Fairly Smooth, Considering

Joann Davidson, checking for hanging chads on a absentee ballot, is one of about 75 people participating in the ballot-checking process at the Montgomery County Board of Elections in Dayton, Ohio Nov. 2, 2004. Absentee ballots were being opened. AP

Machines malfunctioned, tempers flared and edgy voters often waited hours Tuesday to pick a president in a contentious race watched by thousands of monitors who expected the worst.

But by the close of East Coast and Midwest polls, only scattered local snafus had been reported in an election turnout that shaped up to be the heaviest in years.

And those voters deserve most of the credit for things going smoothly, said Doug Chapin, director of the nonpartisan Election Reform Information Project.

"At the end of the day it came down to the voters, and they stood in the rain, they asked questions, they went to court," Chapin said. "And voters came through in a way that even the most optimistic of us hadn't expected. ...We know of no major meltdowns anywhere along the lines some people were worried about."

About 50 percent of all voters said they were very certain ballots in their state would be accurately counted, according to a national Associated Press exit poll conducted by Edison Media Research and Mitofsky International.

Still, Common Cause reported more than 175,000 calls to its national voting hot line. The citizens' lobby group said extremely high voter turnout caused complaints of ballot shortages and overwhelmed polling officials.

But such problems appeared to have been quickly solved in some areas. "There's been nothing systemic, nothing that seems to be widespread," said Matt Brix, director of Common Cause New Mexico.

Despite all the lawyers, election-rights activists and partisan voting monitors who descended on polls across the country intent on uncovering voter fraud, the biggest complaint appeared to be long lines that forced voters to wait hours, in queues that circled buildings and wound down streets.

The extremely high turnout, and massive voter-registration efforts by Democrats and Republicans, were considered the cause.

Well after polls had closed in some states, voters still waiting in long lines became restless.

"They were getting a little rowdy," Bridgeport, Conn., Sgt. Nick Meriano said late Tuesday night. "It's under control now. People were in line a couple hours."

Hundreds of people waited in lines more than three hours after polls closed Tuesday night in hotly contested Ohio, where elections officials took extra voting machines to some precincts to try to speed things up and volunteers passed out hot chocolate to warm voters waiting in cold rain.

Many elections officials said people still in line at the poll closing time of 7:30 p.m. would be allowed to vote.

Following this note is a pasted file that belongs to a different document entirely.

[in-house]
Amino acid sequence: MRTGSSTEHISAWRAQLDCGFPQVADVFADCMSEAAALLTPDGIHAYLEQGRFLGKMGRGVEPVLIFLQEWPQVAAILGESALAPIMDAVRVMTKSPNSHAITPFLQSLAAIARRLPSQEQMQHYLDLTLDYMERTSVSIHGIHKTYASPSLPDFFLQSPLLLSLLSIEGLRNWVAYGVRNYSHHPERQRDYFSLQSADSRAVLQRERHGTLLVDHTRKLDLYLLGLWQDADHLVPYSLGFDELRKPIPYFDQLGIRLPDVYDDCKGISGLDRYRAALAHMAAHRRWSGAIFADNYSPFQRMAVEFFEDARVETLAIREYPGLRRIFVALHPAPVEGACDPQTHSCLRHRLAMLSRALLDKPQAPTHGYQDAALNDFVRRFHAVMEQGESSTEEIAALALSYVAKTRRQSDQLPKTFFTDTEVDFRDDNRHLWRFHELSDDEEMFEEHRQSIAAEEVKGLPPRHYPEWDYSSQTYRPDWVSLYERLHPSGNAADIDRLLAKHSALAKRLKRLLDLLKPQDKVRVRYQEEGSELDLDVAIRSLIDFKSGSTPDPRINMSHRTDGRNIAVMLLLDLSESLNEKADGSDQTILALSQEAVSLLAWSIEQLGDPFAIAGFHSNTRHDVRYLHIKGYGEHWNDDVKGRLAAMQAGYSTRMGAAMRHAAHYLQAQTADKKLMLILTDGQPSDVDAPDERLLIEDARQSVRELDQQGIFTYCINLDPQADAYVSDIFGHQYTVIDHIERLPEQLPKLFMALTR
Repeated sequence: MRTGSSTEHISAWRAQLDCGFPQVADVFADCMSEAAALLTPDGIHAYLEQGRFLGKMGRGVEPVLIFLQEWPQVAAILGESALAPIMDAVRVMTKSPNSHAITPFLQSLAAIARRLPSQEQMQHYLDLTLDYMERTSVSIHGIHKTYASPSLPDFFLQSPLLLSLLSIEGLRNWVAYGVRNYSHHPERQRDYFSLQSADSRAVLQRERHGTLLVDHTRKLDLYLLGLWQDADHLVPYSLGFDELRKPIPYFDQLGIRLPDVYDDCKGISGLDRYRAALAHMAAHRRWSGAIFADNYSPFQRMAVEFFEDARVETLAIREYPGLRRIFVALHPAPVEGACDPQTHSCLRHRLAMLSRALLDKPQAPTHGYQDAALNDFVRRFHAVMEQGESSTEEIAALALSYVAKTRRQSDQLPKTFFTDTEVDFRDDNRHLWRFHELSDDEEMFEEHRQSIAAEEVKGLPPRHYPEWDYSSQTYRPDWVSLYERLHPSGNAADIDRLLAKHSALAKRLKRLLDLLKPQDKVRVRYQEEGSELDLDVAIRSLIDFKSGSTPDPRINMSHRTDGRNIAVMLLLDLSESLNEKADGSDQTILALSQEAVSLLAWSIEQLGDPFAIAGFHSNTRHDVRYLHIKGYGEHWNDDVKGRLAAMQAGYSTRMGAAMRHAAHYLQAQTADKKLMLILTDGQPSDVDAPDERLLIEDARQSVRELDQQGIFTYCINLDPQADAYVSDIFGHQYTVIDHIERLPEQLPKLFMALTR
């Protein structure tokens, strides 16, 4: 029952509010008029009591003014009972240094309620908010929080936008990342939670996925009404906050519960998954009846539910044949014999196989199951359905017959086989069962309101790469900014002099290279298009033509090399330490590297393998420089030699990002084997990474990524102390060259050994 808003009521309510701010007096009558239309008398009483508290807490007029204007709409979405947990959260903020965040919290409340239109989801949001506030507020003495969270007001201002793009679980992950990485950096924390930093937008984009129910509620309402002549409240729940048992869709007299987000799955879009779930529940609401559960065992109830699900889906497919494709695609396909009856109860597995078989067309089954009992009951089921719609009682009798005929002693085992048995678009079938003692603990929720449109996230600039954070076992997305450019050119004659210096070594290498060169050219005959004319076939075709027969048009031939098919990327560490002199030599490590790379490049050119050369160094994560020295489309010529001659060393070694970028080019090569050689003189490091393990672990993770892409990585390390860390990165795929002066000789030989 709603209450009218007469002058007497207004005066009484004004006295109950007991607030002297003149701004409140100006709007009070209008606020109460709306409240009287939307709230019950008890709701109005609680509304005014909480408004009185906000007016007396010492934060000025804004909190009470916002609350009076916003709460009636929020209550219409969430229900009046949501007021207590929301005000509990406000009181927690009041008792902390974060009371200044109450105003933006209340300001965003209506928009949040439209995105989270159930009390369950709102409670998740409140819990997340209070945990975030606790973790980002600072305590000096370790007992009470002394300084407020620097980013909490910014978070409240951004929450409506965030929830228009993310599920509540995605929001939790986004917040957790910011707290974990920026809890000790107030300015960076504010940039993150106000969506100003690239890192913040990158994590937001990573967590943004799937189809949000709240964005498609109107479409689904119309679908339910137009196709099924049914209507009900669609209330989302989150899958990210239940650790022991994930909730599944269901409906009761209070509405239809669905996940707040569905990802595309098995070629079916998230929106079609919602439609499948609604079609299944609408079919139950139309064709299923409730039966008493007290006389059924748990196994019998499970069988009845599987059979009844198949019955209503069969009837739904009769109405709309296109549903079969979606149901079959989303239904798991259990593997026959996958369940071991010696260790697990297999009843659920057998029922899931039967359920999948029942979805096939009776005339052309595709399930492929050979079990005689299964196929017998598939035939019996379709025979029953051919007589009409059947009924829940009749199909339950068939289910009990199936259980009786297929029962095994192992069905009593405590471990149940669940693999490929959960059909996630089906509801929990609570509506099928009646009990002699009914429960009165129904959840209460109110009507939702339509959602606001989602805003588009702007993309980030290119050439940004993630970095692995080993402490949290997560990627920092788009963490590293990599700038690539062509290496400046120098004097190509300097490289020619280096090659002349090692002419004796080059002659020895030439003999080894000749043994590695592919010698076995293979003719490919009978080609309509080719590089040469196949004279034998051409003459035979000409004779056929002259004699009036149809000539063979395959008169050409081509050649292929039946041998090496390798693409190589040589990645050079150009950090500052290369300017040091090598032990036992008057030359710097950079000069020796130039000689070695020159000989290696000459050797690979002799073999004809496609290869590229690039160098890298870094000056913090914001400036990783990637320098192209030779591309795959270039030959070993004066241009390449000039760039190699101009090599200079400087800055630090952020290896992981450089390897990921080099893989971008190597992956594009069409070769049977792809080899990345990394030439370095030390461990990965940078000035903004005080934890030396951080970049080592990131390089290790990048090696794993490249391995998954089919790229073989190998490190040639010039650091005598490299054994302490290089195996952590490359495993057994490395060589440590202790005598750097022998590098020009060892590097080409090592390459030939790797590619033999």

Hyper-vigilance appeared to be the order of the day, which in some states prompted poll closures and unfounded complaints.

In New Jersey, for example, a suspicious substance later determined to be spilled salt prompted the two-hour closure of a Mount Laurel precinct. In Pennsylvania, zealous GOP election monitors complained that some Philadelphia voting machines already had thousands of recorded votes when the polls opened at 7 a.m.

Local election officials quickly explained that voting machines registered every vote ever cast on them — like mileage on a car odometer — and that did not constitute evidence of fraud.

"It's absolutely ridiculous," said Deputy City Commissioner Ed Schulgen.

A Democratic source tells CBS News Republicans filed a federal lawsuit in the eastern district of Pennsylvania asking for more time to count absentee ballots from Philadelphia because they have not had sufficient time to validate the absentee voters.

Pensylvania Republicans tell CBS News the Philadelphia Board of Elections has be ordered to provide a list of those who have requested absentee ballots. The case will be argued Wednesday morning. The Republicans say the ballots may not be opened or canvassed in the meantime.

Democrats there say there are 13,000 ballots at issue -- and in closely contested state, with slim margin of victory -- they could make the difference in declaring a winner.

In Colorado, Republican Party officials said a lawyer for the Democrats showed up at an Eagle County precinct with a list of registered GOP voters, planning to challenge them all. Democrats acknowledged it was true.

In other closely contested states — including Iowa and Michigan — the liberal group MoveOn.org was accused of disrupting local precincts.